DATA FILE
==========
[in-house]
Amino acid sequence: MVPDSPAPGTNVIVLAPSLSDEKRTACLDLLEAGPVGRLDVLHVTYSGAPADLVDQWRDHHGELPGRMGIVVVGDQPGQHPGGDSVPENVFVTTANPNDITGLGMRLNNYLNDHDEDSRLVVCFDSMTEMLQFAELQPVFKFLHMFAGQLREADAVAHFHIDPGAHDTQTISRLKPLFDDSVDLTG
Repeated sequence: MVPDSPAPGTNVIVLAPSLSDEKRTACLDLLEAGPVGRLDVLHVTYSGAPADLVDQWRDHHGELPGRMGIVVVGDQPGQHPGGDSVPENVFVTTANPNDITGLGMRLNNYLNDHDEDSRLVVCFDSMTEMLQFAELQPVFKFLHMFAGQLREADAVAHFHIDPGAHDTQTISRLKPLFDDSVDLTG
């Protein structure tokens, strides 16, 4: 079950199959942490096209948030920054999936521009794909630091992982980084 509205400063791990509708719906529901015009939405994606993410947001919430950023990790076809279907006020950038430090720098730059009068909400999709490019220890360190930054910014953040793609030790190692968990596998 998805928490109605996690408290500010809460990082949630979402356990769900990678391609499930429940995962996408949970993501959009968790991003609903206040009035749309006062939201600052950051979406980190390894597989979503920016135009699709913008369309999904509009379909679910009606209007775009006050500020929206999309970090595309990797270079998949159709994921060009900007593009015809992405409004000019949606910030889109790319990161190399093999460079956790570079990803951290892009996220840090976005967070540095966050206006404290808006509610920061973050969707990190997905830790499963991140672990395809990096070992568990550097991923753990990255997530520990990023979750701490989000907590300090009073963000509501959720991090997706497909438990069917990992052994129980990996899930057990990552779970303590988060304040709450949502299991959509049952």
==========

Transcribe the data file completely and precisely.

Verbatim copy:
[in-house]
Amino acid sequence: MVPDSPAPGTNVIVLAPSLSDEKRTACLDLLEAGPVGRLDVLHVTYSGAPADLVDQWRDHHGELPGRMGIVVVGDQPGQHPGGDSVPENVFVTTANPNDITGLGMRLNNYLNDHDEDSRLVVCFDSMTEMLQFAELQPVFKFLHMFAGQLREADAVAHFHIDPGAHDTQTISRLKPLFDDSVDLTG
Repeated sequence: MVPDSPAPGTNVIVLAPSLSDEKRTACLDLLEAGPVGRLDVLHVTYSGAPADLVDQWRDHHGELPGRMGIVVVGDQPGQHPGGDSVPENVFVTTANPNDITGLGMRLNNYLNDHDEDSRLVVCFDSMTEMLQFAELQPVFKFLHMFAGQLREADAVAHFHIDPGAHDTQTISRLKPLFDDSVDLTG
């Protein structure tokens, strides 16, 4: 079950199959942490096209948030920054999936521009794909630091992982980084 509205400063791990509708719906529901015009939405994606993410947001919430950023990790076809279907006020950038430090720098730059009068909400999709490019220890360190930054910014953040793609030790190692968990596998 998805928490109605996690408290500010809460990082949630979402356990769900990678391609499930429940995962996408949970993501959009968790991003609903206040009035749309006062939201600052950051979406980190390894597989979503920016135009699709913008369309999904509009379909679910009606209007775009006050500020929206999309970090595309990797270079998949159709994921060009900007593009015809992405409004000019949606910030889109790319990161190399093999460079956790570079990803951290892009996220840090976005967070540095966050206006404290808006509610920061973050969707990190997905830790499963991140672990395809990096070992568990550097991923753990990255997530520990990023979750701490989000907590300090009073963000509501959720991090997706497909438990069917990992052994129980990996899930057990990552779970303590988060304040709450949502299991959509049952």